Magi from the East
Again… in every Nativity movie and Christmas Pageant I have seen, the Three Kings or Wise men from the East would arrive in their lumbering camels just right after Jesus’ birth in the stable. On the golden screens, they followed a visible and very bright star on the night sky. That same star would also send down a single ray of golden sparkling light to pin point the spot of where the babe was born. The movies always made it look so magical. That’s Hollywood for you. But what does the Bible really say?
Now after Jesus was born in Bethlehem of Judea in the days of Herod the king, magi from the east arrived in Jerusalem, saying, “Where is He who has been born King of the Jews? For we saw His star in the east and have come to worship Him.”
Of course, the obvious question should start with… Who were the magi?
In a nutshell, they were the astrologers of the time. They intensely studied the movements and relative positions of celestial objects to gain divine information which they apply into human affairs. This is clearly supported in verse 2. That is, they interpreted something in the appearance of a star or stars which compelled them to travel from a distant land in the east to Jerusalem. What compelled them? They were inspired that God himself will be there. Their impulse was to worship.
Why were they called kings?
Tradition had labeled them kings based on these passages in the book of the Prophet Isaiah.
“Arise, shine; for your light has come, and the glory of the LORD has risen upon you. Nations will come to your light, and kings to the brightness of your rising. They will bring gold and frankincense, and will bear good news of the praises of the LORD.”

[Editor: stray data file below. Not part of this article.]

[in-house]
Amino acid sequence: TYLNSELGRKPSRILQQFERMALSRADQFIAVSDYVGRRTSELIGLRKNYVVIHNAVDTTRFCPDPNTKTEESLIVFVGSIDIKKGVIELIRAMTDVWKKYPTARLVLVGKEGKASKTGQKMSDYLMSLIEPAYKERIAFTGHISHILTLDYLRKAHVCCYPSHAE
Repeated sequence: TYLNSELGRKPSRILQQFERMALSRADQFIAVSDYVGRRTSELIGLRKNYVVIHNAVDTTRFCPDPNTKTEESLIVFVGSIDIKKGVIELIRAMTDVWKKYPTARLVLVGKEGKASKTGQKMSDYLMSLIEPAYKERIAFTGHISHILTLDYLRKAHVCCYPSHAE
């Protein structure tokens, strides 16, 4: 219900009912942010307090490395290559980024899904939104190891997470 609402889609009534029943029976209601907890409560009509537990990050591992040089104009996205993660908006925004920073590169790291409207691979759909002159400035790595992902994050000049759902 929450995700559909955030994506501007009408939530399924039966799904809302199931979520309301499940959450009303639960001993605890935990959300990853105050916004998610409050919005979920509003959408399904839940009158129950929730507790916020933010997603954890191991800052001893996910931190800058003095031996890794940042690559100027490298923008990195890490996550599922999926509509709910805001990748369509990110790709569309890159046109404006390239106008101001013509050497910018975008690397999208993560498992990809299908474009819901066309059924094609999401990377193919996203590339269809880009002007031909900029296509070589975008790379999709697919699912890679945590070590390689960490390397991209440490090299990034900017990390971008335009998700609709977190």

How did the Magi know that the babe was to be King of the Jews?
Some have suggested that the Prophet Daniel may be behind this. You may remember him as the one being cast into the lions’ den and God protected him (Daniel 6). During the time when Judea fell to the Babylonian King Nebuchadnezzar, Israel were exiled to the east. That was about 500 years or so before the birth of Christ. Among the exiles were youths from among the royal family and of the nobles of Israel.
Then the king ordered Ashpenaz, the chief of his officials, to bring in some of the sons of Israel, including some of the royal family and of the nobles, youths in whom was no defect, who were good-looking, showing intelligence in every branch of wisdom, endowed with understanding and discerning knowledge, and who had ability for serving in the king’s court; and he ordered him to teach them the literature and language of the Chaldeans.
Among those youths was Daniel. To make a long story short, God had made Daniel very special in the king’s eyes. Because of a mysterious dream that God placed in the mighty king’s mind and Daniel was only one who could interpreted it, King Nebuchadnezzar promoted Daniel and gave him many great gifts, and he made him ruler over the whole province of Babylon and chief prefect over all the wise men of Babylon (Daniel 2:48). (You can read the entire story in Daniel 2.)
The descendants of these wise men, the magi, had protected copies of Daniels written prophesies. It is suggested that when they saw certain signs in the stars that they scoured through his writings and by some divine inspiration they came upon the prophecies of the coming Messiah.
In the next post, we will look at the star that the magi followed.